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Officer Safety and Below 100

Below100 got its start during the International 2010 Law Enforcement Educators and Trainers Association (ILEETA) conference. One of the trainers at the conference said, “If we could just get officers to slow down, wear their seat belts, and clear intersections, we could really drive down line-of-duty deaths in this country.” A rather intense discussion followed as to what could actually be done regarding the “low-hanging fruit” of officer safety. Specifically, the areas under an officer’s control and not those attributable to a determined bad guy.

Over the course of the next month, I read through thousands of Line Of Duty Death (LODD) summaries on the Officer Down Memorial Page website. A clear picture began to emerge for the causes that were disproportionately responsible for predictable, and therefore preventable, LODD losses. Those areas were no seatbelt use, not wearing body armor, excessive speed, lack of situational awareness, and complacency.

The evidence and magnitude of preventable losses were so compelling that I assumed there must be an existing effort underway to address these issues. Although there were initiatives or training courses that addressed parts of the problem, there wasn’t a comprehensive approach to tackle the thorny issue of officer culpability. In other words, no one had said, “Look what we’re doing to ourselves. We need to change this.” Apparently, the human tendency to blame others, i.e., the bad guys, for our shortcomings had caused a degree of deadly ignorance.

In October 2010, Below 100 was rolled out. The name was intended as a challenge and would mean a significant drop in the terrible “norm” of annual LODDs. The initiative targeted areas that were solidly within an officer’s control and that research had shown were disproportionately responsible for a high number of LODDs.

A short phrase was developed for each: 1) Wear your seatbelt. 2) Wear your vest. 3) Watch your speed. 4) WIN: What’s Important Now? 5) Remember: Complacency kills! These five tenets became the cornerstone of Below 100.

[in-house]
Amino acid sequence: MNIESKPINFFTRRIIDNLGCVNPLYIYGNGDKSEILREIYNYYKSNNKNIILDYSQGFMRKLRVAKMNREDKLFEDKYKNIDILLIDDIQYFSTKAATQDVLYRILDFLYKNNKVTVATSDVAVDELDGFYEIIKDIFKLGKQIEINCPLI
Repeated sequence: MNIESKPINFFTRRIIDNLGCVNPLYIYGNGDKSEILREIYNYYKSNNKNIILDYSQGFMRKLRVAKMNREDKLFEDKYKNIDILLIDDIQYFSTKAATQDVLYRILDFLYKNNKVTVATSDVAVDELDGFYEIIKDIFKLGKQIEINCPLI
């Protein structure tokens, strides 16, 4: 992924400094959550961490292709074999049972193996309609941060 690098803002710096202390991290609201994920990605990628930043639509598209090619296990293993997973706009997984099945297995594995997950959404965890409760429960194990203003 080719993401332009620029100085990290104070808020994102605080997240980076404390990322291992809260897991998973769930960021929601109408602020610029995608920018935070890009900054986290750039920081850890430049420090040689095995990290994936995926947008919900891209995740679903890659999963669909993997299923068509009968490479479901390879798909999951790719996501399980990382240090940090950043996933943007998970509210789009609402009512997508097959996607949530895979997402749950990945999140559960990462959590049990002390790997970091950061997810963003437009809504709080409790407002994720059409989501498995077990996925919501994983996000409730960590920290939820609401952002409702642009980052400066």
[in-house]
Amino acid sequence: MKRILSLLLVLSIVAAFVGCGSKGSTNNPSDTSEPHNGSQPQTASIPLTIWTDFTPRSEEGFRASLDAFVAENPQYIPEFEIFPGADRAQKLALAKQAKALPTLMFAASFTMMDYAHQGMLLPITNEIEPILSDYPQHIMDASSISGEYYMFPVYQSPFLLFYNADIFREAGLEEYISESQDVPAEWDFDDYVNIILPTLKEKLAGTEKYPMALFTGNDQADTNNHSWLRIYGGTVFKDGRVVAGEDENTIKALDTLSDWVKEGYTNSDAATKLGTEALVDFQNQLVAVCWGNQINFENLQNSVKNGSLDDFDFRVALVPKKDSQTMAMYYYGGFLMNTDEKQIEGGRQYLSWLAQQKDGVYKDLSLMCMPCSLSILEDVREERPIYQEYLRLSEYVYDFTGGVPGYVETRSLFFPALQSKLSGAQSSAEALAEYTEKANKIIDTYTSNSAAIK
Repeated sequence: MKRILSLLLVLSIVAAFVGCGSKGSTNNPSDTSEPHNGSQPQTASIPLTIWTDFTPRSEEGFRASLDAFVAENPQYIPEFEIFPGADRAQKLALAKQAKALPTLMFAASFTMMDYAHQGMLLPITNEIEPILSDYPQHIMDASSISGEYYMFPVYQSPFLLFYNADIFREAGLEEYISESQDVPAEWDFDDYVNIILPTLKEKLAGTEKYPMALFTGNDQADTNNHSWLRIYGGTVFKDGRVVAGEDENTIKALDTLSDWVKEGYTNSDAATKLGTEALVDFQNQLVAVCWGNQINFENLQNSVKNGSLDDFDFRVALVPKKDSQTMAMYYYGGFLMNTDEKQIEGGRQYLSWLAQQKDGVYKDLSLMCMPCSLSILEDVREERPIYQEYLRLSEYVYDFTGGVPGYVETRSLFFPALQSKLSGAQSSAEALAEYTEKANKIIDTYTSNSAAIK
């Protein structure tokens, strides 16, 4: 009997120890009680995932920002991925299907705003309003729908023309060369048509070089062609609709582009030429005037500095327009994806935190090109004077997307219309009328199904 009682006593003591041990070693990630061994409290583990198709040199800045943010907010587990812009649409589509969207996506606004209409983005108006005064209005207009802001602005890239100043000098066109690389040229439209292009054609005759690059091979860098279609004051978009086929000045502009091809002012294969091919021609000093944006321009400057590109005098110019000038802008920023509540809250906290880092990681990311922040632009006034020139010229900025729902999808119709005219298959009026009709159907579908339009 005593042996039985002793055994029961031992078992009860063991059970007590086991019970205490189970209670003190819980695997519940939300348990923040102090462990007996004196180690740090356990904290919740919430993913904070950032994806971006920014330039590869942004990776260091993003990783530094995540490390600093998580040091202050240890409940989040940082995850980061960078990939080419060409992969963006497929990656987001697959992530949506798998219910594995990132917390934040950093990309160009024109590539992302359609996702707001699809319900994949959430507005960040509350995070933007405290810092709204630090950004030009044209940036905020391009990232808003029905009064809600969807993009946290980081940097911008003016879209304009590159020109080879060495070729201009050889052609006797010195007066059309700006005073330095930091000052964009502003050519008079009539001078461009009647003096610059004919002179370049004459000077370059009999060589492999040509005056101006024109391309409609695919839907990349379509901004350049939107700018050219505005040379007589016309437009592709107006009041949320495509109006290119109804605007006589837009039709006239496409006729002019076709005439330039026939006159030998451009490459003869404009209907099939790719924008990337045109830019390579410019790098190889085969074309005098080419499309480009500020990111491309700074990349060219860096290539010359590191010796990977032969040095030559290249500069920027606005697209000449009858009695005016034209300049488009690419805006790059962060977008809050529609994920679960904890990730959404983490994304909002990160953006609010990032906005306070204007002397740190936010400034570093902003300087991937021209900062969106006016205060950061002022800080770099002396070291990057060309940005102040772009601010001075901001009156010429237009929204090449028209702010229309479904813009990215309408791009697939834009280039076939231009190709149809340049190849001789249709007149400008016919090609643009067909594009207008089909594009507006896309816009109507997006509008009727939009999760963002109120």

In January 2011, Chief Scot Haug, Post Falls (Idaho) PD, and I presented the first-ever Below 100 training at the Shooting Hunting & Outdoor Trade (SHOT) show. The feedback was solidly positive. In fact, the only “critique” was that we should have done something a long time ago. Simultaneously, Gordon Graham, a renowned police risk management expert, began promoting Below 100 as he spoke to thousands of police decision makers around the country. Graham is best known for his, “If it is predictable, it is preventable” mantra.

The first Below 100 train-the-trainer course was at the 2011 ILEETA conference. Attendees were provided the basic course materials and encouraged to take the message to the masses. Over the next several months, a small group of very committed volunteer trainers crisscrossed the country delivering Below 100, usually with a trainer session as part of the presentation. This approach of presenting the material and empowering other trainers led to a high level of organic growth and momentum began to build. 


Why Is It Called Below 100?

Sometimes, Below 100 trainers get this question: “Why isn’t the goal Zero?” The sobering answer is that this isn’t realistic. Those who wear a badge stand in the gap between good and evil, a responsibility that can be both dangerous and deadly. If a person is committed to killing a police officer and is willing to die trying, there is a likelihood of success.